During the twentieth-century, Christendom shifted its centre of gravity to the Southern Hemisphere, Africa becoming the most significant area of church growth. This volume explores Christianity’s advance across the continent, and its capturing of the African imagination.
From the medieval Catholic Kingdom of Kongo to a transnational Pentecostal movement in post-colonial Zimbabwe, the chapters explore how African agents – priests and prophets, martyrs and missionaries, evangelists and catechists – have seized Christianity and made it theirs. Emphasizing popular religion, the book shows how the Christian ideas and texts, practices and symbols, which have been adapted by Africans, help them accept existential passions and empower them through faith to deal with material concerns for health and wealth, and to overcome evil.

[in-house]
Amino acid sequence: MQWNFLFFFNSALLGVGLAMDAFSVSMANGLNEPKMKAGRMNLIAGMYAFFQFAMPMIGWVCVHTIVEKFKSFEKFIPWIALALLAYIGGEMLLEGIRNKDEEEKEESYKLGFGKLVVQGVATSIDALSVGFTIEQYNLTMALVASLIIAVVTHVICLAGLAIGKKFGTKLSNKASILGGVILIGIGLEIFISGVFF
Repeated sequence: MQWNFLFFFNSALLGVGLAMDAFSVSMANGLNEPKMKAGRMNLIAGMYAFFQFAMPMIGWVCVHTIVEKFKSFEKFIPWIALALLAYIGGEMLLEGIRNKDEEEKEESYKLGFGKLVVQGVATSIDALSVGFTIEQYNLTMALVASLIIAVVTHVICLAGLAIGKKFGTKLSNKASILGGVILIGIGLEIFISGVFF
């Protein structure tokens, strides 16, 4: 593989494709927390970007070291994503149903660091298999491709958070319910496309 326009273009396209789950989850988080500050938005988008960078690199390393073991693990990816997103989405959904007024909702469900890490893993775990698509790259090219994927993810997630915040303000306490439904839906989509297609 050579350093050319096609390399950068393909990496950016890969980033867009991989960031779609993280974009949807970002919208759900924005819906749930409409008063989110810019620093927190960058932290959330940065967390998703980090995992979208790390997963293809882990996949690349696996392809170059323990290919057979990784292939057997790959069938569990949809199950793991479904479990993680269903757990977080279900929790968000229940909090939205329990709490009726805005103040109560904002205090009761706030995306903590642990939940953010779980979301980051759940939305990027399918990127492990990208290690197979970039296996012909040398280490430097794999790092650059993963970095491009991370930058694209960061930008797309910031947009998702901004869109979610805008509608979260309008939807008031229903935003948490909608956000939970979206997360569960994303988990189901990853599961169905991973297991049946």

Author: Remco Ensel
This anthropological monograph, dealing with a persistent form of social inequality in the Maghreb, examines the affinities between ancient hierarchical categorization and the emergence of new forms to impress and contest social ranking in the modern nation-state. Point of departure is a detailed account of the ambivalent relations between descendants of the Prophet Muhammad and a social group of humble descent called Haratin in a sanctuary located on the northern fringe of the Sahara. In sections on the division of labour, fictive kinship and supernatural mediation, the book shows how hierarchical ideas are transmitted and instilled in everyday life. The author demonstrates a sensitive ear for conflicting opinions on the meaning of ethnicity and descent-based distinctions.